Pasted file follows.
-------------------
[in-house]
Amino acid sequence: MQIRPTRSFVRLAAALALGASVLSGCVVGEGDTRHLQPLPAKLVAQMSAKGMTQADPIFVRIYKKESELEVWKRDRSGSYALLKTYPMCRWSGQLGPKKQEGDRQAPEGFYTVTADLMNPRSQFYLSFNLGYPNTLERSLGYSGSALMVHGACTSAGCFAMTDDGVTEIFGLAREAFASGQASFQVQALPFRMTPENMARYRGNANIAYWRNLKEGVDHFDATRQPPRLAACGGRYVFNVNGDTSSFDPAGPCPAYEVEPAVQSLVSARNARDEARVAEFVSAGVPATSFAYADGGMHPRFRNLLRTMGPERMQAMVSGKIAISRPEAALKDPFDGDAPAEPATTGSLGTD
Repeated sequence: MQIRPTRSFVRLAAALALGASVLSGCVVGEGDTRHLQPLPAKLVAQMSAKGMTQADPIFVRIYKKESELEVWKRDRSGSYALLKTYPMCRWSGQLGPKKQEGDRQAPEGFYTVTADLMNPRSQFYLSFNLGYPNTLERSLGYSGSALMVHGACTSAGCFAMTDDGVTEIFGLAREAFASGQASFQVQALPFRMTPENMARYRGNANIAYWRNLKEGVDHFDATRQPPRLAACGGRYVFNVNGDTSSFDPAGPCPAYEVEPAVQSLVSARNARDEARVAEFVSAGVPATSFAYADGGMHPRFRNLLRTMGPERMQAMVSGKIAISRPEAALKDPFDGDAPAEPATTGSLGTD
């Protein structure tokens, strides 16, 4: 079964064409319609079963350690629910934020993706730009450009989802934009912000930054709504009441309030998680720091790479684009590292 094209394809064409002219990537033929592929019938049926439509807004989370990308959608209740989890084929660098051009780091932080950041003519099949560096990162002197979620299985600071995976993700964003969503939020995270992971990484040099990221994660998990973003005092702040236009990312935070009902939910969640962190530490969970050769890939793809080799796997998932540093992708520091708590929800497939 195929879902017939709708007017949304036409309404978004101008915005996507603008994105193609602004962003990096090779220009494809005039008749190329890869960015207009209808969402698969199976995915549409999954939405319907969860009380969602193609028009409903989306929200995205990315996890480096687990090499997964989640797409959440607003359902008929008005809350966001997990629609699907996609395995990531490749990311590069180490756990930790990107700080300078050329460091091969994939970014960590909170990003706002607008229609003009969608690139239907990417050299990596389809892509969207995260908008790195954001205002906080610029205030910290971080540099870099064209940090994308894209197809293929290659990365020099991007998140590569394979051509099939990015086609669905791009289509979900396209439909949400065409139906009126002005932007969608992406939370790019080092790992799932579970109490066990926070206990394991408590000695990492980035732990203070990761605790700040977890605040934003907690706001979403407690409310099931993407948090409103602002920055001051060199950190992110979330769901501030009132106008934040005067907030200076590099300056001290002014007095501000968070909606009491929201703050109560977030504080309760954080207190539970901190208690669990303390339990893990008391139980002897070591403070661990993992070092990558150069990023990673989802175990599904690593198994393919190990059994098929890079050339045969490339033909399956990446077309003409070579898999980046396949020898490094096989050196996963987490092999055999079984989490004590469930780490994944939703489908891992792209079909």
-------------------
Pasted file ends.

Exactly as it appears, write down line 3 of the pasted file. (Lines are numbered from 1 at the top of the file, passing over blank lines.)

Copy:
Repeated sequence: MQIRPTRSFVRLAAALALGASVLSGCVVGEGDTRHLQPLPAKLVAQMSAKGMTQADPIFVRIYKKESELEVWKRDRSGSYALLKTYPMCRWSGQLGPKKQEGDRQAPEGFYTVTADLMNPRSQFYLSFNLGYPNTLERSLGYSGSALMVHGACTSAGCFAMTDDGVTEIFGLAREAFASGQASFQVQALPFRMTPENMARYRGNANIAYWRNLKEGVDHFDATRQPPRLAACGGRYVFNVNGDTSSFDPAGPCPAYEVEPAVQSLVSARNARDEARVAEFVSAGVPATSFAYADGGMHPRFRNLLRTMGPERMQAMVSGKIAISRPEAALKDPFDGDAPAEPATTGSLGTD